But why should government executives be chosen from among the statespersons who advocated the chosen policy? Given that we agree that managerial expertise is the desideratum, why would we want to recruit partisans to this role?

    Your notion of auditors selected by sortition is quite close to a proposal made by Oliver Dowlen at the last sortition workshop in London, so should receive widespread support. I imagine that most people would also approve of the notion of juries for all (or at least most) quasi-executive decisions on the application of the law to individuals.

    I don’t agree that all the other branches would be a sham. For the sake of continuity — both between government departments and over time (‘joined up government’ in modern parlance), executive ministers would have to have genuine power and a reasonable degree of security of tenure. And there would need to be binding fiscal rules in order to avoid bankruptcy (balanced budgets over the economic cycle). I’m aware that these are anti-democratic interventions, but then I believe in mixed government rather than pure democracy — a system of government designed for angels rather than men, in the words of one of your own countrymen.

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  25. *** Keith says « why should government executives be chosen from among the statespersons who advocated the chosen policy? Given that we agree that managerial expertise is the desideratum, why would we want to recruit partisans to this role? »
    *** First, strong sensitivities can be acting. If I look for contraception or abortion, I would prefer the process to be managed by an expert – but not an expert who, for religious or philosophical reasons, are strongly against the process itself …. Let’s consider a dêmos who accepts a wide amount of immigration, especially for refugees or steteless persons, but nevertheless does not accept a policy of total openness. I think it would be a strange idea to take as manager of the immigration agency a statesperson who considers that going to the country of his choice is a basic right of every human being…
    *** Furthermore, if some statespersons advocate a choice, and it turns wrong, it would be too easy to say that the policy was managed by an opponent who, even unconciously, sabotaged the process.

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  26. *** Keith says « For the sake of continuity, ministers would have to have genuine power and a reasonable degree of security of tenure. And there would need to be binding fiscal rules in order to avoid bankruptcy (balanced budgets over the economic cycle). I’m aware that these are anti-democratic interventions but then I believe in mixed government rather than pure democracy — a system of government designed for angels rather than men, in the words of one of your own countrymen. »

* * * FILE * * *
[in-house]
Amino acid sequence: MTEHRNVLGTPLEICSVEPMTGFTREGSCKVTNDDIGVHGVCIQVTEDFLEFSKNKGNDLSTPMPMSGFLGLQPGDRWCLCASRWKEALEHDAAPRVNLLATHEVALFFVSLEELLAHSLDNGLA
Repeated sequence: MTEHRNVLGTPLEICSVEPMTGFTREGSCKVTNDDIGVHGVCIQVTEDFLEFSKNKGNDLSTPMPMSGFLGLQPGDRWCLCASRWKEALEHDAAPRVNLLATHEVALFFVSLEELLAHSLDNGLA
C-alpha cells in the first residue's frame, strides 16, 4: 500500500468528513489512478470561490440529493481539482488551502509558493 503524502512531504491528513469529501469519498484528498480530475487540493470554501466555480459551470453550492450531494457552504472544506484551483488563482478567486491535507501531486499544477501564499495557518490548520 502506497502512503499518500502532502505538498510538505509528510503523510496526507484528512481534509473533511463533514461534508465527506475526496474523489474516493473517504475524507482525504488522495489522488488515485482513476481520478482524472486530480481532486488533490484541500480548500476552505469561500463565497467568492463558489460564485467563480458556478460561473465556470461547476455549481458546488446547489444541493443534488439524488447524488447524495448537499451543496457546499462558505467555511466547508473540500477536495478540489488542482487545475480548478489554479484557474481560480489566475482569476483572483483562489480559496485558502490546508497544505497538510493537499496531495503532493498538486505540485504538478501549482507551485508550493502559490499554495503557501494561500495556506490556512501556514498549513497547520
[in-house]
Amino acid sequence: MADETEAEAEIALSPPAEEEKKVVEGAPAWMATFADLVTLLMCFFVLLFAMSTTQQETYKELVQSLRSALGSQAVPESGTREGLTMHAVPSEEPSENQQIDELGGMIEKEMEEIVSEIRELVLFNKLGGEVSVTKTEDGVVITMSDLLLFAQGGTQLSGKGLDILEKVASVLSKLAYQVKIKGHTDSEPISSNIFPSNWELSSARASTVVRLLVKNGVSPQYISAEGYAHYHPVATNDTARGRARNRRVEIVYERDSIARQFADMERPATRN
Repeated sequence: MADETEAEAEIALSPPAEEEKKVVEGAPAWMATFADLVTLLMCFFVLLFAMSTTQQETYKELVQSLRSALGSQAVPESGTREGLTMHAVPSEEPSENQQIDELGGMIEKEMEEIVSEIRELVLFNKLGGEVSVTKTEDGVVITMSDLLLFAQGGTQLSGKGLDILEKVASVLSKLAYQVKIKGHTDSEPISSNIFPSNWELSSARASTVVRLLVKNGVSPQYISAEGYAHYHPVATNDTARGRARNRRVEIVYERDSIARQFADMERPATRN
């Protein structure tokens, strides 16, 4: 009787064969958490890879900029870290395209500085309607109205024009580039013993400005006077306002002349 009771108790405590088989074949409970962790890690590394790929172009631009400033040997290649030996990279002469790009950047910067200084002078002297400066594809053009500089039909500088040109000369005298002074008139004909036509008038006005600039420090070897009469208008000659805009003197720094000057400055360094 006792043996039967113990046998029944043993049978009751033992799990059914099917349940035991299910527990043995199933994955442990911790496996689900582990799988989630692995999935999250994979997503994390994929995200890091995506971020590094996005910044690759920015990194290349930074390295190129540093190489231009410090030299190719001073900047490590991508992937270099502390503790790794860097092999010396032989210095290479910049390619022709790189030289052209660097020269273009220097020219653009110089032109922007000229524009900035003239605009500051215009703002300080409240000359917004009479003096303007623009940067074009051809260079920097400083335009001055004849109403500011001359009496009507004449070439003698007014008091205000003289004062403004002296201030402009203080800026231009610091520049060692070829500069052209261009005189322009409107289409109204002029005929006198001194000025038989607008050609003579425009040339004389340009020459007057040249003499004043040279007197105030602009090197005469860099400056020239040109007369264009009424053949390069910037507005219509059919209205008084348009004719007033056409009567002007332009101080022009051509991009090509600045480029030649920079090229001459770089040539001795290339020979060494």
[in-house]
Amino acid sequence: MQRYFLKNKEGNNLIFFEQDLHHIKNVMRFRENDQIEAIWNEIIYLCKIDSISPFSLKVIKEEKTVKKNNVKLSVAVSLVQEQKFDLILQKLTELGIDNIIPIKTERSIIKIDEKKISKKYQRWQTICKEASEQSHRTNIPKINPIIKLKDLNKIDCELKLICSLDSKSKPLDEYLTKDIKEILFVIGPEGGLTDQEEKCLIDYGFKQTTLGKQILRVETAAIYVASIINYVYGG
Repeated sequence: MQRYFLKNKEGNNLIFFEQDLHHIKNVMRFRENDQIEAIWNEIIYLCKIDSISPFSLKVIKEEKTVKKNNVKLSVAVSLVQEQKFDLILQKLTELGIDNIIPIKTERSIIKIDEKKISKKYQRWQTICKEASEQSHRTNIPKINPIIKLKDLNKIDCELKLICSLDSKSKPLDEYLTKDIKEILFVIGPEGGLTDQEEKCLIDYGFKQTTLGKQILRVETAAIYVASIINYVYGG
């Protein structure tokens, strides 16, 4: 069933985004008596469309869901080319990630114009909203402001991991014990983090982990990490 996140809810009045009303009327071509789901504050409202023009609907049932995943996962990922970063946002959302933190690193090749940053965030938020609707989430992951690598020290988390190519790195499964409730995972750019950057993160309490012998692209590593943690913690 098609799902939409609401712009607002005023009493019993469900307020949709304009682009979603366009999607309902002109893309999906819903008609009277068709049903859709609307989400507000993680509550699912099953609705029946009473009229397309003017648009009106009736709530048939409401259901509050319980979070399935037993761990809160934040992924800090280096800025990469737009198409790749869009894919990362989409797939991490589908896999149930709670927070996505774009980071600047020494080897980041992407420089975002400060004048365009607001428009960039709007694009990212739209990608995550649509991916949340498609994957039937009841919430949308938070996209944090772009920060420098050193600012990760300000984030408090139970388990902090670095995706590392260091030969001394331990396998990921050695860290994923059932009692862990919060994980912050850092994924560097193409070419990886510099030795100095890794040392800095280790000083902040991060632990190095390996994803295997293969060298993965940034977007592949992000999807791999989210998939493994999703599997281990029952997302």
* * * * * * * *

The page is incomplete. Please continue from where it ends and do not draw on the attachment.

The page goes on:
*** I agree with Keith practical proposals. But I don’t consider them as « anti-democratic ». Ministers must be strictly audited, but they must have genuine power – actually, if you don’t give genuine power to a manager, auditing him is nonsense. A « constitutional » law about fiscal rules, protected by a constitutional citizen jury, is not anti-democratic – we must follow here the Second Athenian Democracy, not the First.
    *** Rousseau used the word « democracy » in a very restrictive meaning : a system where the General Assembly of the dêmos would concentrate all the basic powers – i-e the First Athenian Democracy model. Rousseau (and even Montesquieu) had no good knowledge of the difference between the two Athenian models, and of the importance of citizen juries in 4th century Athens. These facts were overlooked by the philosophical tradition (Aristotle does not mention anywhere the legislative juries for instance, and neglects the judicial juries as « guardians of the law ») ; and the literary tradition concentrated on the « Age of Pericles ».
    *** The restricted use of the word « democracy » by Rousseau is confusing, therefore unhappy, and must be avoided. General vote and citizen juries are two democratic devices, and the balance between them is a practical choice.
    *** Post Scriptum : I am French, and Rousseau would not have been happy to be considered as a Frenchman. Therefore please, Keith, don’t call me as a countryman of Jean-Jacques !

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  27. Andre

    In the UK we have a long tradition of a dispassionate civil service, there to enact the political will of the legislature. Perhaps this was always rather fanciful — it certainly represents a conservative restraint by the mandarins on the implementation of the popular will, but I’m inclined to view this as a valuable check/balance and better than the implementation of partisan policies by fellow-partisans. Change will be a little bit slower, but there’s a better chance of getting it right — particularly if departmental tenure is somewhat longer than with existing political ministers and senior civil servants moving around between department.